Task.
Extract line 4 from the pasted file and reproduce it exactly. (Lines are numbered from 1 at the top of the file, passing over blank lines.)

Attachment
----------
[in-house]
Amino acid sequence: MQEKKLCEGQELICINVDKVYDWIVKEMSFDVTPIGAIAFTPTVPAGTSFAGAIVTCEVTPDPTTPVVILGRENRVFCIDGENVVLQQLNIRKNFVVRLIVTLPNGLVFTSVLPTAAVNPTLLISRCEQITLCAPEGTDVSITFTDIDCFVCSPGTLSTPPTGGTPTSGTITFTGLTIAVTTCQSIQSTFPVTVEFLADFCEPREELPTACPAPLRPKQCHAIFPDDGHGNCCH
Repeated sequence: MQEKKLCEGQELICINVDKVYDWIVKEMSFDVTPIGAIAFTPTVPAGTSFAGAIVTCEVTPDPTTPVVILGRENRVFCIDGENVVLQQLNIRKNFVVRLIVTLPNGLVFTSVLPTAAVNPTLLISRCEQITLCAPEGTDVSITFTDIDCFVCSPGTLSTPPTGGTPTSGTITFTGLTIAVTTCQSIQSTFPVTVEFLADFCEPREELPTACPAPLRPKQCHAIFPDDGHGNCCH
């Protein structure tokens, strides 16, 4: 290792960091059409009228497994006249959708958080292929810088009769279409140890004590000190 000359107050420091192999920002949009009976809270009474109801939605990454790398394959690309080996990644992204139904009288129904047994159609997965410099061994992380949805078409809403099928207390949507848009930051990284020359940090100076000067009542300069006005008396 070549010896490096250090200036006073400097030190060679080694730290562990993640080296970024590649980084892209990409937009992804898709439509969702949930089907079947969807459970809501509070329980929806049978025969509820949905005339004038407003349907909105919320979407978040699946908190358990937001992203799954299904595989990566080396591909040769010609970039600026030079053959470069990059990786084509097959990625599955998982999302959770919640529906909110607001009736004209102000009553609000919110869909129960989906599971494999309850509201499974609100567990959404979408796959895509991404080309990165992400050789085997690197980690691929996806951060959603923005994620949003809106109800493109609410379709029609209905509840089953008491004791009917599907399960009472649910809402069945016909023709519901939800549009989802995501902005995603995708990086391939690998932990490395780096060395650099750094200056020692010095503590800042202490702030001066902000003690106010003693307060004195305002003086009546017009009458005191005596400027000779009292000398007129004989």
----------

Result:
């Protein structure tokens, strides 16, 4: 290792960091059409009228497994006249959708958080292929810088009769279409140890004590000190 000359107050420091192999920002949009009976809270009474109801939605990454790398394959690309080996990644992204139904009288129904047994159609997965410099061994992380949805078409809403099928207390949507848009930051990284020359940090100076000067009542300069006005008396 070549010896490096250090200036006073400097030190060679080694730290562990993640080296970024590649980084892209990409937009992804898709439509969702949930089907079947969807459970809501509070329980929806049978025969509820949905005339004038407003349907909105919320979407978040699946908190358990937001992203799954299904595989990566080396591909040769010609970039600026030079053959470069990059990786084509097959990625599955998982999302959770919640529906909110607001009736004209102000009553609000919110869909129960989906599971494999309850509201499974609100567990959404979408796959895509991404080309990165992400050789085997690197980690691929996806951060959603923005994620949003809106109800493109609410379709029609209905509840089953008491004791009917599907399960009472649910809402069945016909023709519901939800549009989802995501902005995603995708990086391939690998932990490395780096060395650099750094200056020692010095503590800042202490702030001066902000003690106010003693307060004195305002003086009546017009009458005191005596400027000779009292000398007129004989």